Monday, August 8, 2016

Who Put the ‘Free’ in Elmira Free Academy?

by Rachel Dworkin, archivist

Why is there a ‘free’ in Elmira Free Academy? The short answer is because students could attend for free, but the longer answer is much more interesting. Settle in for the exciting history of education in early America!

The earliest schools in America were not public schools; they were private ‘dame’ schools. These dame schools were run by educated women (often widowed or unmarried) and hosted within their homes. The curriculum focused on the basics of reading, writing, and arithmetic. Even after public schools began appearing in the late 1790s, dame schools remained popular. As late as the 1840s, there were dozens of dame schools in Elmira alone.  Several even lasted until the turn of the century. Some of the more famous area teachers from this period include Eliza Hills, Miss Chalmers, Clarissa Thurston, and the Cleves sisters.
In 1795, New York State established a fund to support a system of common schools. By 1814, every county in the state was home to dozens of tiny school districts with a one-room school house funded by a mix of state aid and local property taxes. The problem was that, like today, no one actually liked paying those property taxes and so voters kept them really, really low.  In order to make up the difference between income and expenses, students were charged tuition. This meant that poorer children could simply not afford to attend school.

Old Time-y school house, ca. 1800
Both the dame schools and the common schools taught only the basics. If you wanted to learn more, you attended a private ‘academy’ or ‘seminary’.  By the 1850s, there were 165 private academies throughout the state.  Elmira was home to the Elmira Academy.  The Academy was a boarding and day school which accepted both male and female students from throughout the Twin Tiers.  Courses included English, French, German, Greek, Latin, advanced mathematics, astronomy, botany, history, geography, logic, rhetoric, surveying, book keeping, philosophy, chemistry, agricultural chemistry, science of government, art, and music.  Tuition ranged from $200 to $400 per term (depending on course of study) with an additional $200 or so dollars for boarding. Elmira’s best families educated their children there, but most couldn’t afford it.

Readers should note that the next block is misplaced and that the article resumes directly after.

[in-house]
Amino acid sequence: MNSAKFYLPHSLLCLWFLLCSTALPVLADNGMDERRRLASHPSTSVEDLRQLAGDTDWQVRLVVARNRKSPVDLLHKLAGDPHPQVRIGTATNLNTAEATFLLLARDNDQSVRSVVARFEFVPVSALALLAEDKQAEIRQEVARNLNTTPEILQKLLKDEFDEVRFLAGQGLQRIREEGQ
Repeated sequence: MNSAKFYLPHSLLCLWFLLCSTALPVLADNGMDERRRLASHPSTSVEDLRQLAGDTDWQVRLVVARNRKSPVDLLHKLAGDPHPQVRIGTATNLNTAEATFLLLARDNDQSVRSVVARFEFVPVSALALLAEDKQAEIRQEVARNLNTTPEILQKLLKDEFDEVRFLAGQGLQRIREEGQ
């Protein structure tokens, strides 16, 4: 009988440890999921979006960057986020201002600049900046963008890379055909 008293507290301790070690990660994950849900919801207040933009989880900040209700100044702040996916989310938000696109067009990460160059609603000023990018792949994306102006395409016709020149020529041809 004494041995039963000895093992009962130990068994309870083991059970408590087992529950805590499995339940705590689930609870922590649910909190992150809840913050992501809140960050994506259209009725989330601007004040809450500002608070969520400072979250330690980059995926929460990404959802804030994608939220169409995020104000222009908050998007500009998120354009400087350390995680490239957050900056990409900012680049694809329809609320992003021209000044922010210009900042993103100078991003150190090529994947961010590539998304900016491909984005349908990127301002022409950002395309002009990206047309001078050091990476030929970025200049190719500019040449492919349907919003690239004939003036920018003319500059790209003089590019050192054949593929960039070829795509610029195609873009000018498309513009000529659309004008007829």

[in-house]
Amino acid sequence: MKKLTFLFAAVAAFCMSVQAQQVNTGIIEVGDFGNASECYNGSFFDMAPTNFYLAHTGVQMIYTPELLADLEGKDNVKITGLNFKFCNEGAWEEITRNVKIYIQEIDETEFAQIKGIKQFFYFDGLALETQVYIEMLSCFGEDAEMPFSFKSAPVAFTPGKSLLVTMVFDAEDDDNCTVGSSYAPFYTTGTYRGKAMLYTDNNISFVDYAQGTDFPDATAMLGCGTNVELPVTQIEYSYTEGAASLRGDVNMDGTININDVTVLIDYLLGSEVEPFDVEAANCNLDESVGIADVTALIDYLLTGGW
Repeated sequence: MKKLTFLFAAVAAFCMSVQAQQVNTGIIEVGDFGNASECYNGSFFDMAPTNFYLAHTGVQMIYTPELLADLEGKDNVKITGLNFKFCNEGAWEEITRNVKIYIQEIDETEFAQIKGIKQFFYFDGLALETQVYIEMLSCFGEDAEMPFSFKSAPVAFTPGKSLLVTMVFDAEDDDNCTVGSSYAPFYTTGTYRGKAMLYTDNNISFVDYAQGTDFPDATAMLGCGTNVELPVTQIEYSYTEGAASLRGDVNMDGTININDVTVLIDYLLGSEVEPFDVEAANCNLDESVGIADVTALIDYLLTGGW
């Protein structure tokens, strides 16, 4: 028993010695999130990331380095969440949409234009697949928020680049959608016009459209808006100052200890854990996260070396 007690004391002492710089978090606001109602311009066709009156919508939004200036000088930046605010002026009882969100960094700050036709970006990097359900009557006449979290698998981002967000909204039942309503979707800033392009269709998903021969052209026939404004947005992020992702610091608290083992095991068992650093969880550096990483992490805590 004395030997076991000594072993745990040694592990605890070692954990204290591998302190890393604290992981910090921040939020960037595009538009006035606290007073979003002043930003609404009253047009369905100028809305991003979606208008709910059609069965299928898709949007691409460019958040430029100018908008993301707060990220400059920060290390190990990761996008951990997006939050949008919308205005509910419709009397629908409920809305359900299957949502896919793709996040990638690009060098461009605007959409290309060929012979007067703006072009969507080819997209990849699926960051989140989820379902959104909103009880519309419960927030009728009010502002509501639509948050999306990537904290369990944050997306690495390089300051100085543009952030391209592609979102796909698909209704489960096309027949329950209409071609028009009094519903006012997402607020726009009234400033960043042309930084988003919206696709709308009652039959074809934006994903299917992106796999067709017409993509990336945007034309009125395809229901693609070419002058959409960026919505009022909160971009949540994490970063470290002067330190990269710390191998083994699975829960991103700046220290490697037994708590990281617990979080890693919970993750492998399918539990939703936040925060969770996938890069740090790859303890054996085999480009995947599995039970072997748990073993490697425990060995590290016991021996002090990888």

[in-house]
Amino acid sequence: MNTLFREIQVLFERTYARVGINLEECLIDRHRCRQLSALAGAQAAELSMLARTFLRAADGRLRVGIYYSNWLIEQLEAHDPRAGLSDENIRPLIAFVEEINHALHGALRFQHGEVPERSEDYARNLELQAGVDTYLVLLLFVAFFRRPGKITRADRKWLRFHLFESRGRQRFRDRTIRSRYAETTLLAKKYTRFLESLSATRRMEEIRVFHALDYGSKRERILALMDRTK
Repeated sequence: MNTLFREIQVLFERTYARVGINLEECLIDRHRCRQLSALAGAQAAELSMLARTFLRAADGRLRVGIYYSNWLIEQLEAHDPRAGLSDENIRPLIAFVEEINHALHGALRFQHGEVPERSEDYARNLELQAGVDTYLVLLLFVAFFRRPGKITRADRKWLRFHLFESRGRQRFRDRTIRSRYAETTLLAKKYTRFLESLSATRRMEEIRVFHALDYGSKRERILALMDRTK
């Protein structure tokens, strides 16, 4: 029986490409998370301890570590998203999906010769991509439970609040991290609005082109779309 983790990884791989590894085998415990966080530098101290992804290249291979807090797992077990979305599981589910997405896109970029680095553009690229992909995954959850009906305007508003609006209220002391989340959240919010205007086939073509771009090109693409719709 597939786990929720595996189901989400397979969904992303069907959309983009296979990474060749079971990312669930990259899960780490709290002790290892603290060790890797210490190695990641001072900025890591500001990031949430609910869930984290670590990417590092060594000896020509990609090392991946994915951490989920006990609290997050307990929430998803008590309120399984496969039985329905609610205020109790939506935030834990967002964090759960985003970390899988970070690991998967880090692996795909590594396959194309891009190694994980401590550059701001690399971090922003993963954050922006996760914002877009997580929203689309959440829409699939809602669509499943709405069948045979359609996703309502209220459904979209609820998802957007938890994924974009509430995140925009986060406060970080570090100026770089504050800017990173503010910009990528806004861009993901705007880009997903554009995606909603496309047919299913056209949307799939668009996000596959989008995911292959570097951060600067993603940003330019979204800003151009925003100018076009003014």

Elmira Academy student literary magazine, 1848
In 1859, voters in the city of Elmira established the Elmira School District.  It was a consolidation of 5 existing common school districts and was the first in the county to offer a truly free public education.  At the time, there were 700 students enrolled in Elmira’s public schools, while 1,000 attended private schools. The vast majority of school-age children didn’t attend school at all. In addition to operating 5 grammar schools, the city also established Elmira Free Academy as a cheaper (free!) alternative to the Elmira Academy.  For the first time, Elmira’s working class families could actually afford to give their kids a decent education! 

Original EFA building, 1861


  1. Wow, its incredible to know that we had so many different types of schools back in the day compared to what we know of today, I remember way back when I was in grade school visiting a one room school house in Montour Falls NY which still stands today, and how it was run

  2. How wonderful it must have been to find out that you could send your children to school for free. Teaching them to read would open the world up for them. Something we should reflect on today that this wasn't always available to us.

  3. Great history. Nice to know how thing like schools got started

  4. I was told by my Father that when Elmira Academy became free, an aunt moved from the countryside to an area near the school, so related children, could move in with her and attend the school.